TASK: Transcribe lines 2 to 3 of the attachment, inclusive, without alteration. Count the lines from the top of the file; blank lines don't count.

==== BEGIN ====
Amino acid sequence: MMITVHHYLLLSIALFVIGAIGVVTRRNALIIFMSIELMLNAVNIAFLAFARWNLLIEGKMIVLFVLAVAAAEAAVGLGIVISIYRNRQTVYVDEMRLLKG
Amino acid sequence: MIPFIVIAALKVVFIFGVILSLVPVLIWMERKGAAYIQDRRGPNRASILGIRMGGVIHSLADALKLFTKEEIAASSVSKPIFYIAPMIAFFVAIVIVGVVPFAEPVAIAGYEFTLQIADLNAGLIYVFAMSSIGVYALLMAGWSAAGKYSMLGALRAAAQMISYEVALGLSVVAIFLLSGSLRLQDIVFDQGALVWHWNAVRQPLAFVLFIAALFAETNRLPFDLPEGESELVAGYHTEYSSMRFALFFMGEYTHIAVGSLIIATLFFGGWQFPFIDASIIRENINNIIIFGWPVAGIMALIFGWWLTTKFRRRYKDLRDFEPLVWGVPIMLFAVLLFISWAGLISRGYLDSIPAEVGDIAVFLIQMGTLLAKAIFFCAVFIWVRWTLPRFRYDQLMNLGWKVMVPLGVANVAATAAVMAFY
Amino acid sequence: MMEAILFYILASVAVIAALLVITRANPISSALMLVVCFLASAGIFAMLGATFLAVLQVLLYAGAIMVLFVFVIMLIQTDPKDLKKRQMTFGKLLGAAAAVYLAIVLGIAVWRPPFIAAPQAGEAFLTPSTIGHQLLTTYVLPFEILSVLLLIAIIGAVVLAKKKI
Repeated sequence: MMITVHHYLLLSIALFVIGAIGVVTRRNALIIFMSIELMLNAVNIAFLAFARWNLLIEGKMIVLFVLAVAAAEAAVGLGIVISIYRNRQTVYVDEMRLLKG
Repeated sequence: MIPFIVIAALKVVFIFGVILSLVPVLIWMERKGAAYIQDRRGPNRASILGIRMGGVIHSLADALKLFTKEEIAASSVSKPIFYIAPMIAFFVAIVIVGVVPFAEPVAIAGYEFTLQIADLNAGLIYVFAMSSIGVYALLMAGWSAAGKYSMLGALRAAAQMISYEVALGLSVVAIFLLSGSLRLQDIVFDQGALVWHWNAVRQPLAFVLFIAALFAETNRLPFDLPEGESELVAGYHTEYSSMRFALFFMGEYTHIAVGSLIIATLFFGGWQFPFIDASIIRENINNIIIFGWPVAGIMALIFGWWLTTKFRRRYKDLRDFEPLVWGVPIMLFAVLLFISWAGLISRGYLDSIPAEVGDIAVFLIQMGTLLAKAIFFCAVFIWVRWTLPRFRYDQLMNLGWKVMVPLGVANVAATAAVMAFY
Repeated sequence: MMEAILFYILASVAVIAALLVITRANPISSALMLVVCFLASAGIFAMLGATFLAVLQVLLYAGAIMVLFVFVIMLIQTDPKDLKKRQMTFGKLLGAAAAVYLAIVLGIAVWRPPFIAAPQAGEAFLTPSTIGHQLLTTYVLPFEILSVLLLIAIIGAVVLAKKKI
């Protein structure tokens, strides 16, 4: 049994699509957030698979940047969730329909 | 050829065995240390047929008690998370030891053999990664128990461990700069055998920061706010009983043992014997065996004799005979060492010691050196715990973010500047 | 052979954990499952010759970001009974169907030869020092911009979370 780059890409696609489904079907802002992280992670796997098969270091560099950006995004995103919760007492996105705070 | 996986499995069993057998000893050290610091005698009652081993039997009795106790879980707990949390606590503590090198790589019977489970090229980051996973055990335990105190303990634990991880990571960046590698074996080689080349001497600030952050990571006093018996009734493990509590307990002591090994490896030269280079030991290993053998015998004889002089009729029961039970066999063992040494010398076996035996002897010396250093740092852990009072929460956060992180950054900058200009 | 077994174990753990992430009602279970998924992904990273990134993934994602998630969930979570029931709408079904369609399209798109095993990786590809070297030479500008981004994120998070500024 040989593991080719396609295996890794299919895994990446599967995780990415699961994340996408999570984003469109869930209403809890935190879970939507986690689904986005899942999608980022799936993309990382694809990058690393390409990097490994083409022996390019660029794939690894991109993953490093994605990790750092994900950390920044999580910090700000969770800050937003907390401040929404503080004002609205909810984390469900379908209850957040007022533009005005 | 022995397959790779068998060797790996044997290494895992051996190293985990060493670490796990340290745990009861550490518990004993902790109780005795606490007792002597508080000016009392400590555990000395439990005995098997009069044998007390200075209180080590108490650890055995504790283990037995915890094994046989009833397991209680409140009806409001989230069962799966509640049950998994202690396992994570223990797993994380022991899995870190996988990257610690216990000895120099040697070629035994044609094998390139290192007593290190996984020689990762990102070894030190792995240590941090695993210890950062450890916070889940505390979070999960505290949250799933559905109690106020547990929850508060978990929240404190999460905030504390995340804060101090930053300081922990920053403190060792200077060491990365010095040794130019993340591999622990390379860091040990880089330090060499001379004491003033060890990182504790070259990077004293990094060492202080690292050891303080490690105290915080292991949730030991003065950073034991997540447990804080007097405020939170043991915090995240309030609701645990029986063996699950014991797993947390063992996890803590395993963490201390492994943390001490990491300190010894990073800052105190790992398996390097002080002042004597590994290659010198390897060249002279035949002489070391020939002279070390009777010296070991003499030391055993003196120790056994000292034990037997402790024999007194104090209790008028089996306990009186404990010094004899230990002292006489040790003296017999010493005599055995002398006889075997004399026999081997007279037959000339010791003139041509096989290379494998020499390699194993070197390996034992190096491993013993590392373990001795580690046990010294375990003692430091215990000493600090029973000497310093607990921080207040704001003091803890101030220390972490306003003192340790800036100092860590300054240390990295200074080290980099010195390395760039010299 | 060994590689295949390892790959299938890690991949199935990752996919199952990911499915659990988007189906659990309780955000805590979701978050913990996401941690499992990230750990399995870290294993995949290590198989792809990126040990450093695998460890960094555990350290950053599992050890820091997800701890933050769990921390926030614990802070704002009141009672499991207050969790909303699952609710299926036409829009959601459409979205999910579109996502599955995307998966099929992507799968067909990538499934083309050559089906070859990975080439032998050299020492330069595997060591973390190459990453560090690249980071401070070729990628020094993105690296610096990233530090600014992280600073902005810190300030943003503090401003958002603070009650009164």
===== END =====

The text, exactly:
Amino acid sequence: MIPFIVIAALKVVFIFGVILSLVPVLIWMERKGAAYIQDRRGPNRASILGIRMGGVIHSLADALKLFTKEEIAASSVSKPIFYIAPMIAFFVAIVIVGVVPFAEPVAIAGYEFTLQIADLNAGLIYVFAMSSIGVYALLMAGWSAAGKYSMLGALRAAAQMISYEVALGLSVVAIFLLSGSLRLQDIVFDQGALVWHWNAVRQPLAFVLFIAALFAETNRLPFDLPEGESELVAGYHTEYSSMRFALFFMGEYTHIAVGSLIIATLFFGGWQFPFIDASIIRENINNIIIFGWPVAGIMALIFGWWLTTKFRRRYKDLRDFEPLVWGVPIMLFAVLLFISWAGLISRGYLDSIPAEVGDIAVFLIQMGTLLAKAIFFCAVFIWVRWTLPRFRYDQLMNLGWKVMVPLGVANVAATAAVMAFY
Amino acid sequence: MMEAILFYILASVAVIAALLVITRANPISSALMLVVCFLASAGIFAMLGATFLAVLQVLLYAGAIMVLFVFVIMLIQTDPKDLKKRQMTFGKLLGAAAAVYLAIVLGIAVWRPPFIAAPQAGEAFLTPSTIGHQLLTTYVLPFEILSVLLLIAIIGAVVLAKKKI